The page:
60% Of Older Adults Support Two Year Suspension of Tax on Social Security Benefits
By Doug Osborne, TSCL Legislative Liaison
TSCL is gearing up to ask Congress to enact legislation that would protect Social Security benefits from taxation for 2022 and 2023. About 60% of participants in a recent poll say they support a two-year suspension of the tax on Social Security benefits as inflation continues to erode economic security of people living on fixed incomes.
This year, the 2022 COLA increased Social Security income by 5.9%— the highest amount in 40 years. While inflation-protected benefits are a lifeline, especially at times like these when prices are rapidly rising, a boost of income of this size can come at a cost — the possibility of higher taxes down the road.
Up to 85% of your Social Security benefits can become taxable, based on income thresholds that became law in 1983. Unlike regular IRS income brackets that are adjusted annually for inflation, these income thresholds have never been adjusted for inflation. In 1983, these income thresholds were estimated to affect only 10% of older taxpayers. Today, as many as 56% of older households pay tax on a portion of their Social Security benefits.
The 5.9% COLA that Social Security recipients received in 2022 might be enough to push many older and disabled taxpayers into higher income brackets and cause them to pay taxes on a bigger portion of their Social Security benefits. Others may discover, that for the first time, their incomes are over the income threshold, and they are liable for a tax on a portion of their Social Security benefits. This problem will affect even more people next year when the COLA will be even higher than it is this year.
Here’s the table from the Social Security Administration’s website. If you:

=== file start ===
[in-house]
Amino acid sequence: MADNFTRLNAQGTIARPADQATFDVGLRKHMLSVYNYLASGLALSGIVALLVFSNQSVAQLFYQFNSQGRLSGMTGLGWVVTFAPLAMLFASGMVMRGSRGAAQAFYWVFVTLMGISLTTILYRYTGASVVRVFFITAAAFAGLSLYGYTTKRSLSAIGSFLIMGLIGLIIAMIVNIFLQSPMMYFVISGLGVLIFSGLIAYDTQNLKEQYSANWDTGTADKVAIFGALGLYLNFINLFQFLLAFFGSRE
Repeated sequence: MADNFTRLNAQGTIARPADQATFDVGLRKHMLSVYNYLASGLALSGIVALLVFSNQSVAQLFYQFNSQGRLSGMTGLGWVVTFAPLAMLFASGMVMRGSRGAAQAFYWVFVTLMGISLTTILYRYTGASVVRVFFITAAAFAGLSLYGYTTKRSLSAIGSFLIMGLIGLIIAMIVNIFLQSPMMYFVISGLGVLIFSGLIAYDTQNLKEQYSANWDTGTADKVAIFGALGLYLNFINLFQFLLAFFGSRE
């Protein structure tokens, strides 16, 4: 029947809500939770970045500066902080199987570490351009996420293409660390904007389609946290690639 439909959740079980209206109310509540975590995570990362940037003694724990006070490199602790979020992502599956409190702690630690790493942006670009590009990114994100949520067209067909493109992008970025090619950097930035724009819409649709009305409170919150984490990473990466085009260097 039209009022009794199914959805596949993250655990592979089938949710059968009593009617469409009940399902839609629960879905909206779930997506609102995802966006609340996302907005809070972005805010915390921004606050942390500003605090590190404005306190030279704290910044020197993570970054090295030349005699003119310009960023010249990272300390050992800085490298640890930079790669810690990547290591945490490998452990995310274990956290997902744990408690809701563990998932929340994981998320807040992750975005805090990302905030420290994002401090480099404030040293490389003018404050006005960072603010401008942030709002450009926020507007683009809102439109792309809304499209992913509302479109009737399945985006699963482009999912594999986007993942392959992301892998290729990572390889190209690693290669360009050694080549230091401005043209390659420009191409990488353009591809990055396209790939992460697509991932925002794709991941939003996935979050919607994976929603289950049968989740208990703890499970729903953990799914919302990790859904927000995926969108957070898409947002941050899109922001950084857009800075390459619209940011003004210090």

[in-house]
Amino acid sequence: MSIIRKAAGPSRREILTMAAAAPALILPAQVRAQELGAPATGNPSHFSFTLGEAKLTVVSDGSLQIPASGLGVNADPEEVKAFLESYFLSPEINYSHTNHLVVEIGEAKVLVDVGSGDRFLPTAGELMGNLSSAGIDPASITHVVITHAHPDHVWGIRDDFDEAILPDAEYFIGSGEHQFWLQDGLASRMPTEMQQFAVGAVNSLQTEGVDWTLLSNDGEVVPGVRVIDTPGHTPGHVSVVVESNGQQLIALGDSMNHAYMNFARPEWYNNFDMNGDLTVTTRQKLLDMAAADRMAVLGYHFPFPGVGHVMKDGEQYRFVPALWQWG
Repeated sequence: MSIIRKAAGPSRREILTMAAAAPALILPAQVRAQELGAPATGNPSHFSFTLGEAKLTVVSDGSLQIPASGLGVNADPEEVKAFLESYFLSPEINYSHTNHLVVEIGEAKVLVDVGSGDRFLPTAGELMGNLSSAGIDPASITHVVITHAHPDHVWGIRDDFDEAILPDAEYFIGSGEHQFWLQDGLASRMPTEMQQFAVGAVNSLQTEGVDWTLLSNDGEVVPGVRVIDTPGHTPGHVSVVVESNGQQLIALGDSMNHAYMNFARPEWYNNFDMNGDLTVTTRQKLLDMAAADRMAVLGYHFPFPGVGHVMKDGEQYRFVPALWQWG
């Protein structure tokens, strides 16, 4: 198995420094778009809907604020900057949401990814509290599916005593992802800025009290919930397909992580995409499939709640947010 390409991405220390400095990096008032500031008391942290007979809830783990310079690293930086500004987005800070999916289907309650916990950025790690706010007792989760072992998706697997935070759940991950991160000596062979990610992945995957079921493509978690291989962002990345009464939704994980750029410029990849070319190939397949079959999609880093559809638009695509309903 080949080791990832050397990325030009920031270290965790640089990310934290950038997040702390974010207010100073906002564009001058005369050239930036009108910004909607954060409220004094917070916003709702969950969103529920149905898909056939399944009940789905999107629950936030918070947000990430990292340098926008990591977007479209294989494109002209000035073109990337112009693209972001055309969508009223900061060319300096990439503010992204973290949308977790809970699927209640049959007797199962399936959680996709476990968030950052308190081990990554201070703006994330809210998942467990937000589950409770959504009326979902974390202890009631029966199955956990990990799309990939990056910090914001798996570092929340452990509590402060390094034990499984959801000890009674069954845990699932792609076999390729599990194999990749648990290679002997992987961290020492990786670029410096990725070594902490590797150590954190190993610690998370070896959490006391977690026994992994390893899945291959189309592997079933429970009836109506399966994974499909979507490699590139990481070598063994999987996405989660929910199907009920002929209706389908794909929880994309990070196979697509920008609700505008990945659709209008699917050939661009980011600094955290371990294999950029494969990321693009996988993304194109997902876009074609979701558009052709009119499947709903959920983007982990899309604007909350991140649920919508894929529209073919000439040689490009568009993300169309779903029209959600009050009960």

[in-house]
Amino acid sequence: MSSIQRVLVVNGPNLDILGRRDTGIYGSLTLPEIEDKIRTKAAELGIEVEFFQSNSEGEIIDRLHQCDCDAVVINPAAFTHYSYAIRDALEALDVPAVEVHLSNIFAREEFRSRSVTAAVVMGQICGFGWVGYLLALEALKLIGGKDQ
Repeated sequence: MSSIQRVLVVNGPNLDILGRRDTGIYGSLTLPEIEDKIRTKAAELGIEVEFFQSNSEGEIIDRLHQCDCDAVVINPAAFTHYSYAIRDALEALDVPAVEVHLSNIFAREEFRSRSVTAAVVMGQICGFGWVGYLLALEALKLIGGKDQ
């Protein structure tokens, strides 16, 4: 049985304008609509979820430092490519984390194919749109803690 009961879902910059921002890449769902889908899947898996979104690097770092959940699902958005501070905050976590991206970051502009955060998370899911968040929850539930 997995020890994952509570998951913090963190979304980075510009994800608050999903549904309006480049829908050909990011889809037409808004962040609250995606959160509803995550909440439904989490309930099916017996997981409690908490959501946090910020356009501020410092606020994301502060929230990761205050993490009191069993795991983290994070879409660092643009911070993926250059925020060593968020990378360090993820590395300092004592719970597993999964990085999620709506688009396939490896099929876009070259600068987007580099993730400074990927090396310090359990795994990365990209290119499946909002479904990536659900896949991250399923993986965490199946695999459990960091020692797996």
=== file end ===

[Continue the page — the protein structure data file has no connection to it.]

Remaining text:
- file a federal tax return as an "individual" and your combined income* is
- between $25,000 and $34,000, you may have to pay income tax on up to 50 percent of your benefits.
- more than $34,000, up to 85 percent of your benefits may be taxable.
- file a joint return, and you and your spouse have a combined income* that is
- between $32,000 and $44,000, you may have to pay income tax on up to 50 percent of your benefits.
- more than $44,000, up to 85 percent of your benefits may be taxable.
- are married and file a separate tax return, you probably will pay taxes on your benefits.
* To figure your combined income: Take your adjusted gross income, add nontaxable interest, plus one half of your Social Security benefits. That equals combined income. To get a better idea about your potential tax liability you can find a worksheet in the IRS instructions for the 1040.
New Poll: 60% of Older Adults Support Temporary Suspension of Tax on Social Security Benefits
More than 5,000 people participated in TSCL’s poll which asked: “due to high inflation do you support a temporary two-year suspension on the federal taxation of Social Security benefits to help address unexpected bills?” Here’s how participants answered:
- Yes, I support a two-year suspension. — 60%
- No, I don’t support a two-year suspension — 8%
- I don’t anticipate paying taxes in 2022 —32%
It’s important for everyone to keep in mind that revenues from the taxation of Social Security benefits go to the Social Security and Medicare Trust Fund and are used to pay the benefits of today’s retired and disabled beneficiaries. TSCL feels that fiscally responsible legislation to suspend the tax on Social Security must also provide transfers of revenues from the government’s general fund in the amount otherwise estimated to be received, to the Social Security and Medicare Trust Funds during this period.
What do you think your tax liability will be for the 2022 tax year (due April 15, 2023)? Please let us know by taking TSCL’s 2022 Retirement Survey.